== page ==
According to the ninety-ninety rule, the final 10 percent of code needed to automate a task completely can take up 90 percent of the development time. This disproportionate effort is why I recommend that everyone consider semi-automating tasks and skipping the last 10%.

Quick wins

My goal with semi-automating tasks is to reduce the scope of a project to make automating the task easier and quicker. The more mundane and repetitive the task, the more likely I will prioritize automating it.

My favorite tasks to automate fall are quick wins or redundant processes. We use Toggl at work to log our billable hours and time spent on various projects. We have daily stand-ups in Slack, so everyone can keep up with everyone and be on the same page about vacations or might need another set of eyes on a project.

Using the Toggl API, I wrote a Python script that exports my notes so I can copy and paste them into Slack. I wrote a Python stand-up script that I run daily to see my notes from the previous day or week.

I could have over-engineered my script to attempt to post to Slack for me, but it turns out that all I needed was a better way to copy and paste from Toggl into Slack.

Why do I semi-automate tasks?

Semi-automation is easier. The benefit of semi-automating tasks is to reduce the scope to be a quick, productive win.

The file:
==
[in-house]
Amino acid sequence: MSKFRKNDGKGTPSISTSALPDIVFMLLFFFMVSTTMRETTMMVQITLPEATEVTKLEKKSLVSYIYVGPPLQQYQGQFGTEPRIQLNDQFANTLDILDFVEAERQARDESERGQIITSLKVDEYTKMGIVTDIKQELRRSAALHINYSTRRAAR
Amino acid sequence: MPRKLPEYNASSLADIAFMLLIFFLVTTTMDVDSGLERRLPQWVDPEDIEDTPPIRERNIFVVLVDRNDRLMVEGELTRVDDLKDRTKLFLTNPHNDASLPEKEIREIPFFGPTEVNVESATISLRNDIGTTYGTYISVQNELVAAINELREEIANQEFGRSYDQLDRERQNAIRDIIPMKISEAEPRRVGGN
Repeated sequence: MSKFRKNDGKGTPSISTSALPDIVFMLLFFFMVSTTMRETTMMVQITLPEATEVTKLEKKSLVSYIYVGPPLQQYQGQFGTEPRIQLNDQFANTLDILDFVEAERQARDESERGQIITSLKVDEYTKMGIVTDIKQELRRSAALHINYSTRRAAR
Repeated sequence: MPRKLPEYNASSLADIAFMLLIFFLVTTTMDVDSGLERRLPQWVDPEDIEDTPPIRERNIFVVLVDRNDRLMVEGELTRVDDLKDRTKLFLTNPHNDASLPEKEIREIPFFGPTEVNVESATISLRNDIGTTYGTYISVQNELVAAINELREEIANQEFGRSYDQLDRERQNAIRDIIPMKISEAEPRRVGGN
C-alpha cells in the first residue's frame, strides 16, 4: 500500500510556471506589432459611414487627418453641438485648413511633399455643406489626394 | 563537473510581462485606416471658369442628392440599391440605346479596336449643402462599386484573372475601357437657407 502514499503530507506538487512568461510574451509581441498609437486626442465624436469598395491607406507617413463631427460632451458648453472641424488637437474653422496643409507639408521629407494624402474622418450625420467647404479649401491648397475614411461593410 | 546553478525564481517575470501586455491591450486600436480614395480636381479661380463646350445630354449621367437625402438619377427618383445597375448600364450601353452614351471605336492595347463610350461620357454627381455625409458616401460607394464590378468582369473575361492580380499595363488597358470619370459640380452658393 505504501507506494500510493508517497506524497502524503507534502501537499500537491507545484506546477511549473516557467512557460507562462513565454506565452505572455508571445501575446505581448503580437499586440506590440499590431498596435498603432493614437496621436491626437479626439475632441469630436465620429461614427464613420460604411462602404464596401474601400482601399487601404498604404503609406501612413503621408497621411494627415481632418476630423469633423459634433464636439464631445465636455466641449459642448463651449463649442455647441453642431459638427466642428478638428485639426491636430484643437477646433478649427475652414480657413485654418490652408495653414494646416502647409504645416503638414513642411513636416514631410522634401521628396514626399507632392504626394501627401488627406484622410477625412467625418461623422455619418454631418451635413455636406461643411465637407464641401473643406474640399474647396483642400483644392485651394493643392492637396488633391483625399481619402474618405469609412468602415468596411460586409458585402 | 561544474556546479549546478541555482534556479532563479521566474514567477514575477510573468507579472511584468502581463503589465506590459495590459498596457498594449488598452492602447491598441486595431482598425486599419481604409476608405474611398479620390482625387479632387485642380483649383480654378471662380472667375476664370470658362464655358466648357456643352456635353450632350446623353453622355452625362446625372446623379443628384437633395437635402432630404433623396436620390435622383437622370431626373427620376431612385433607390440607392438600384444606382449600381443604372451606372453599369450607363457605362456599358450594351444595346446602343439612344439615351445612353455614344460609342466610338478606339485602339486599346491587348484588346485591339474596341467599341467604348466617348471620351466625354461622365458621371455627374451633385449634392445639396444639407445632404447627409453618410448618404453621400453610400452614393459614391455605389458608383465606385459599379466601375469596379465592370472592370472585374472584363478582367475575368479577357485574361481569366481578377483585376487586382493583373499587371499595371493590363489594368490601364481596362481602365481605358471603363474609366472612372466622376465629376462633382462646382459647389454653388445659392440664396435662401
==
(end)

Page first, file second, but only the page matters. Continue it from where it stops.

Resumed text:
Semi-automation saves time. I often spend 30 minutes writing a Python script, saving me 15 minutes or more daily.

Semi-automation saves wasted effort. For my daily stand-up project, I can use an existing Python library to access the Toggl API and display all my entries for a day or range of dates. Most of the time, I will copy these notes as they are and paste them into Slack, or I will summarize them.

Semi-automation takes less maintenance. Since my Python script is wrapping an existing API, there is little to no maintenance. If the author decides they don’t want to maintain a Toggl library anymore, switching to another library is less effort and much less complex than if I were trying to maintain my library.

Semi-automation is often good enough. I thought about writing a Slackbot to post updates for me, but I quickly learned that it would be a bigger hassle and ultimately not worth the effort. My most significant pain point was having to pull up Toggl to get information out of it, and with my stand-up script, I could focus on writing better summaries while logging my hours instead.

Types of projects I like to semi-automate

The projects I like to semi-automate are repetitive tasks I have to do daily, weekly, and frequent enough to warrant The more repetitive a task is, the more likely I will write a Python script or casey/just justfile recipe to automate it.

  • “copy to clipboard” page
  • my daily stand-ups and monthly reports, which I pull from Toggl
  • use RSS feeds to help automate the collection of articles to review for a weekly newsletter
  • use justfile recipes for every project and even system-level macOS updates, so I don’t have to remember how to update or run my projects

Migrating unfinished projects

Once I realized that some of my unfinished projects were too ambitious, I started revisiting them to reduce the scope to something I could semi-automate to complete them.